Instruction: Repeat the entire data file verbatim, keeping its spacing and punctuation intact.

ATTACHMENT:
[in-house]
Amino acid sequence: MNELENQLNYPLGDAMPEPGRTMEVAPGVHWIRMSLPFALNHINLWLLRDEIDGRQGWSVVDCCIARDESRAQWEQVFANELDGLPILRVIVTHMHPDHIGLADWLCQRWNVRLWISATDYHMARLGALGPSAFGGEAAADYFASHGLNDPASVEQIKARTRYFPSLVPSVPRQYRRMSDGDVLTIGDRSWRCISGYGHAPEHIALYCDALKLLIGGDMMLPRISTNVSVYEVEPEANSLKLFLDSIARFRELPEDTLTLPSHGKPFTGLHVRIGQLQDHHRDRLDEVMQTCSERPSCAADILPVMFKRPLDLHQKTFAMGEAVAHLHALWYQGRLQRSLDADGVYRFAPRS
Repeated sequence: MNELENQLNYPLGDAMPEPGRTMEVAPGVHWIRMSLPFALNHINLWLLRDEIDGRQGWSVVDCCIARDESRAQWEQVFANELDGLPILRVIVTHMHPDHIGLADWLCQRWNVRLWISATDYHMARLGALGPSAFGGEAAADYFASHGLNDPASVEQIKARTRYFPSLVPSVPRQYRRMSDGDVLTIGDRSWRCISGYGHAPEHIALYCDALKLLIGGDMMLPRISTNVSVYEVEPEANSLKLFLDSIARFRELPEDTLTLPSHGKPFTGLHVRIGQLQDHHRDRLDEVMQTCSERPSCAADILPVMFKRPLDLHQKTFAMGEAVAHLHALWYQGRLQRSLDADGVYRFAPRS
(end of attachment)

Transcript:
[in-house]
Amino acid sequence: MNELENQLNYPLGDAMPEPGRTMEVAPGVHWIRMSLPFALNHINLWLLRDEIDGRQGWSVVDCCIARDESRAQWEQVFANELDGLPILRVIVTHMHPDHIGLADWLCQRWNVRLWISATDYHMARLGALGPSAFGGEAAADYFASHGLNDPASVEQIKARTRYFPSLVPSVPRQYRRMSDGDVLTIGDRSWRCISGYGHAPEHIALYCDALKLLIGGDMMLPRISTNVSVYEVEPEANSLKLFLDSIARFRELPEDTLTLPSHGKPFTGLHVRIGQLQDHHRDRLDEVMQTCSERPSCAADILPVMFKRPLDLHQKTFAMGEAVAHLHALWYQGRLQRSLDADGVYRFAPRS
Repeated sequence: MNELENQLNYPLGDAMPEPGRTMEVAPGVHWIRMSLPFALNHINLWLLRDEIDGRQGWSVVDCCIARDESRAQWEQVFANELDGLPILRVIVTHMHPDHIGLADWLCQRWNVRLWISATDYHMARLGALGPSAFGGEAAADYFASHGLNDPASVEQIKARTRYFPSLVPSVPRQYRRMSDGDVLTIGDRSWRCISGYGHAPEHIALYCDALKLLIGGDMMLPRISTNVSVYEVEPEANSLKLFLDSIARFRELPEDTLTLPSHGKPFTGLHVRIGQLQDHHRDRLDEVMQTCSERPSCAADILPVMFKRPLDLHQKTFAMGEAVAHLHALWYQGRLQRSLDADGVYRFAPRS